GREEN BAY, Wis. — Recent rulings in federal court striking down restrictions on early voting enacted by Gov. Scott Walker and the Republican-controlled state legislature are big wins for Wisconsin voters. Local election officials are now free to offer extended early voting hours, including on evenings and weekends, and can offer early voting at multiple locations, not just the clerk’s office. Analiese Eicher of One Wisconsin Institute, the lead plaintiff in the federal lawsuit, today called for the Green Bay City Clerk and other local election administrators to help voters vote by offering more early voting.
“The recent federal court decisions allowing for more early voting hours and locations were big wins for voters,” commented Eicher. “Now it’s time for local election officials to step up to help voters vote with evening and weekend hours and multiple early vote locations.”
In the lawsuit, One Wisconsin Institute, et. al. v. Thomsen, plaintiffs argued that a series of election law changes made by Gov. Scott Walker and the Republican-led state legislature were meant to, and have the effect of, making it more difficult to vote in Wisconsin, especially for minorities, young people, and voters who tend to support Democratic candidates.
Over the course of the two-week court trial held in May, testimony from a Republican insider revealed that, in their private deliberations, GOP state Senators were “giddy” over the prospects of passing laws they believed would discourage voting and help them win elections. The witness, under oath, testified current Republican Senate President Mary Lazich, “told her colleagues to consider its impact in the Democratic strongholds of Milwaukee and the state’s college campuses.”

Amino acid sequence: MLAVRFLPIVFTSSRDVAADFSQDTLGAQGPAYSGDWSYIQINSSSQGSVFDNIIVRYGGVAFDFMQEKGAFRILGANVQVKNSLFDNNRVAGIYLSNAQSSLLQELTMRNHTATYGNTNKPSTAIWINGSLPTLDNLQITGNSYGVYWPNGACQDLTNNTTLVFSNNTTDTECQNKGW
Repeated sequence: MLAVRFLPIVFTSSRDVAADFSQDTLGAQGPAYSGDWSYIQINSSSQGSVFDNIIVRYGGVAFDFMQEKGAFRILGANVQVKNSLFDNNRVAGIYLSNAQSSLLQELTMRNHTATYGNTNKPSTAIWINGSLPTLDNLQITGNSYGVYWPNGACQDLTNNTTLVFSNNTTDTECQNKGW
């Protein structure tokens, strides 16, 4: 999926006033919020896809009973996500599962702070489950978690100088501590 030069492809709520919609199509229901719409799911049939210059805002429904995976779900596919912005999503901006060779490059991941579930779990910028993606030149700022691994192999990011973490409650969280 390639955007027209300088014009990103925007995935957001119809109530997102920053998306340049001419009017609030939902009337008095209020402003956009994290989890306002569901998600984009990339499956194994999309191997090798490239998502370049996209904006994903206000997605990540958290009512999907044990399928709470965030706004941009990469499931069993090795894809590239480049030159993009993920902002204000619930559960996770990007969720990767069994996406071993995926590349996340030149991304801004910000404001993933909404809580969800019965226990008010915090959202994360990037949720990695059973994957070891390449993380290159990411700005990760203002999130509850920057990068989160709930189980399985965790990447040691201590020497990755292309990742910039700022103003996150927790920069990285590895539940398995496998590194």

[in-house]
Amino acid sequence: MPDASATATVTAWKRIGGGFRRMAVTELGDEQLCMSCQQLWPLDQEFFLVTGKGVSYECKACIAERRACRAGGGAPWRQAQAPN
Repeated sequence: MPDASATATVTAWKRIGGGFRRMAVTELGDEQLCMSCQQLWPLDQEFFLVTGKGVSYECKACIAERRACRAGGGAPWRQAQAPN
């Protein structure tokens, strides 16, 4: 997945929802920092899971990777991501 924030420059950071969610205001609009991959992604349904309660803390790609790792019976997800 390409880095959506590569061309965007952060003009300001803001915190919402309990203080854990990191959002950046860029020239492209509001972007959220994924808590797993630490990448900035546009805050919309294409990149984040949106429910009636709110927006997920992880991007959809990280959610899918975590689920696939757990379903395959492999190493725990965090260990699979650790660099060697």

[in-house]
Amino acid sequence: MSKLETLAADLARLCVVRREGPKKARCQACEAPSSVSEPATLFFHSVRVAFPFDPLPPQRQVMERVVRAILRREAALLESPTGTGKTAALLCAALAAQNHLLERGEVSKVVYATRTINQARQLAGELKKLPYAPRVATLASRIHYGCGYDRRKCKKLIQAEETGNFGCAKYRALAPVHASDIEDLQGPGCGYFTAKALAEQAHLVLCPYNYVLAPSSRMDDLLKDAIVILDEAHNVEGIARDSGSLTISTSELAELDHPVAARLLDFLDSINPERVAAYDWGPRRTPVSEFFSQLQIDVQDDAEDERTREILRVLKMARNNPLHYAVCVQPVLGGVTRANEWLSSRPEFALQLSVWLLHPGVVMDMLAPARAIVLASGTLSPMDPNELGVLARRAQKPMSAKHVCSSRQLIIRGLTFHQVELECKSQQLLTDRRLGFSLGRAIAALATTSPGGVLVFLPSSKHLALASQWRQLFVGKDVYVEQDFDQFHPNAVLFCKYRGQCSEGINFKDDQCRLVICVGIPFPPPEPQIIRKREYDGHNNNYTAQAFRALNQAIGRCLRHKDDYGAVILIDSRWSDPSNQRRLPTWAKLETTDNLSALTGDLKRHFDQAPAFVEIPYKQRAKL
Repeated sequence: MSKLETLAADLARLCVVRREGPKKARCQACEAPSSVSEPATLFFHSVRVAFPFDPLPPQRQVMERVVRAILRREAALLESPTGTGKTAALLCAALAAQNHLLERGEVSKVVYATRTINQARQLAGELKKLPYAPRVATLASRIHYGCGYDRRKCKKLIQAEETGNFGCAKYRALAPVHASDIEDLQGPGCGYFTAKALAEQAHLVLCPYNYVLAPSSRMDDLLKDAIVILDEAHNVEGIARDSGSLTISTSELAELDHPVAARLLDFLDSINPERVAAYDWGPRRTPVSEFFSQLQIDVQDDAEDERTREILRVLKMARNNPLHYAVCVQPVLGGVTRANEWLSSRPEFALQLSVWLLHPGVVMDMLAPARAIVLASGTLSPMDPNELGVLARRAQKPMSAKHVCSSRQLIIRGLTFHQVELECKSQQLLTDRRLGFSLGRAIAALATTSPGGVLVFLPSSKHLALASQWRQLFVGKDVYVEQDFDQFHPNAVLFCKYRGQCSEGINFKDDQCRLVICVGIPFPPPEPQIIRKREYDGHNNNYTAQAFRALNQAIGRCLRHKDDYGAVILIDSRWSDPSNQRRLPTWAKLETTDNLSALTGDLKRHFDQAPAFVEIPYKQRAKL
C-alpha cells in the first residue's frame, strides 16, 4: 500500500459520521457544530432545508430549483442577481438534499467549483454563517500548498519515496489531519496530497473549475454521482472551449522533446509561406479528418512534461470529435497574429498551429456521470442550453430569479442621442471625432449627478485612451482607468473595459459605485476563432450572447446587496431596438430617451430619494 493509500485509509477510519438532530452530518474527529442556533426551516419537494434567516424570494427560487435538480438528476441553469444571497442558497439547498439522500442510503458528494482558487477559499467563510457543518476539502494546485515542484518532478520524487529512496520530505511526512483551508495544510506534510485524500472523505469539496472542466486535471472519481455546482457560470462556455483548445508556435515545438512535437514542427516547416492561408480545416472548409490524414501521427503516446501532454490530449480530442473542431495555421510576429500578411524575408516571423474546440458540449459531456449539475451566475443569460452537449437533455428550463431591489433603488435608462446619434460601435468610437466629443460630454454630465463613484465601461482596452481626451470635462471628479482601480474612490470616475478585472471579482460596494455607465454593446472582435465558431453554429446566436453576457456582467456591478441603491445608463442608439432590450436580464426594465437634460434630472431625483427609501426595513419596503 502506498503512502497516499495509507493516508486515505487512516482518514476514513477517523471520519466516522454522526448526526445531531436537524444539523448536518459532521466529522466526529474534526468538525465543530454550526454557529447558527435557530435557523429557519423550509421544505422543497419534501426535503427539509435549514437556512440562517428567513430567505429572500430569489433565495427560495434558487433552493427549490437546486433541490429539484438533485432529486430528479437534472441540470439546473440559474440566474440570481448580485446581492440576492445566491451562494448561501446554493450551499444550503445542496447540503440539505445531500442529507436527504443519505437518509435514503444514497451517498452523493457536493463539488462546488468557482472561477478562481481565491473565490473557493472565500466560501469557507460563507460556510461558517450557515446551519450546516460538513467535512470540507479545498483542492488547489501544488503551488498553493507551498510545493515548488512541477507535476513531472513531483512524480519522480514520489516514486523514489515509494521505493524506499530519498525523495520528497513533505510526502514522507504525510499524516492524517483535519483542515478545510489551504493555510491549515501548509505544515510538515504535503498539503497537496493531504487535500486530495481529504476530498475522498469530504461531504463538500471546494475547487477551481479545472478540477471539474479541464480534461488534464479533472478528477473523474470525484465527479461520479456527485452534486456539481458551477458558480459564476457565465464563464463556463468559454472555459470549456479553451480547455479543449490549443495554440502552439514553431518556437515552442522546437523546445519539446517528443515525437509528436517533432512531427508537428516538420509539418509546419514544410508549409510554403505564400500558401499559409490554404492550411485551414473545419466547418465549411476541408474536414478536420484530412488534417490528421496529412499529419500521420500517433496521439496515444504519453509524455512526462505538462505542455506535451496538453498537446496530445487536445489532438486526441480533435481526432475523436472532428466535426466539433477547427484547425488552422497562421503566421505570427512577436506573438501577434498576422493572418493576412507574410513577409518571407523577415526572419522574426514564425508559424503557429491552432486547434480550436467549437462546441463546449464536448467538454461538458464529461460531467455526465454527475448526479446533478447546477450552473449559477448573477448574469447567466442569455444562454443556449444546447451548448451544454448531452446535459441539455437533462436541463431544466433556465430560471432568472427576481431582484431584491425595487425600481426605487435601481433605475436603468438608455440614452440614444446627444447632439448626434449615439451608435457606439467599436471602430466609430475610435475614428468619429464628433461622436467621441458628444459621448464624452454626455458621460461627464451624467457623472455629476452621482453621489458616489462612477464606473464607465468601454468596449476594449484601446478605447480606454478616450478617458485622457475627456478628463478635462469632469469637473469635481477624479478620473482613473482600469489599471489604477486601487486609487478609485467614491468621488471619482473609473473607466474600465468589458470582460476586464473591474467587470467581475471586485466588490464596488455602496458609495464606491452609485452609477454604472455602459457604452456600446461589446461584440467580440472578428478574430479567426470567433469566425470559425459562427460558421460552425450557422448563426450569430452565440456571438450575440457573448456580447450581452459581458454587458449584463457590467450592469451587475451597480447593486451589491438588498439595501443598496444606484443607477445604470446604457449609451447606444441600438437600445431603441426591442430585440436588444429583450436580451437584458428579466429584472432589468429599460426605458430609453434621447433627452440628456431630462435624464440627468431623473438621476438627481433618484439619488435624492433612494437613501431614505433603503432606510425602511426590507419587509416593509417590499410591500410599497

In the April 2016 elections voters at polling locations in Green Bay were subjected to long lines and waits of up to two hours to cast their ballots. Media reports indicated voters at UW-Green Bay still had not cast their ballots nearly two hours after the polls officially closed at 8PM.
A decision by Federal District Court Judge Peterson and subsequent rejection of a state appeal for a stay by a three judge panel of the Seventh Circuit Federal Court of Appeals invalidated a number of the challenged laws, including restricting early voting and limiting the number of early voting locations.
According to information from the Green Bay City Clerk, early voting will begin on September 26 but be limited to only at City Hall and only between the hours of 8 a.m. to 4:30 p.m. with the exception of November 3 and 4 when voting will occur until 5 p.m. Unfortunately at this time Green Bay election administrators are neither providing extended evening or weekend hours as allowed by the court decision nor allowing voters to cast their early vote ballot at satellite locations.
Eicher concluded, “The courts have struck down laws passed by partisan GOP politicians over the last five years intended to make it harder for certain voters to participate in elections and to give themselves an unfair partisan advantage. Now that the courts have struck down these laws we can’t allow the inaction of local election administrators to allow these barriers to the ballot box to stand any longer.”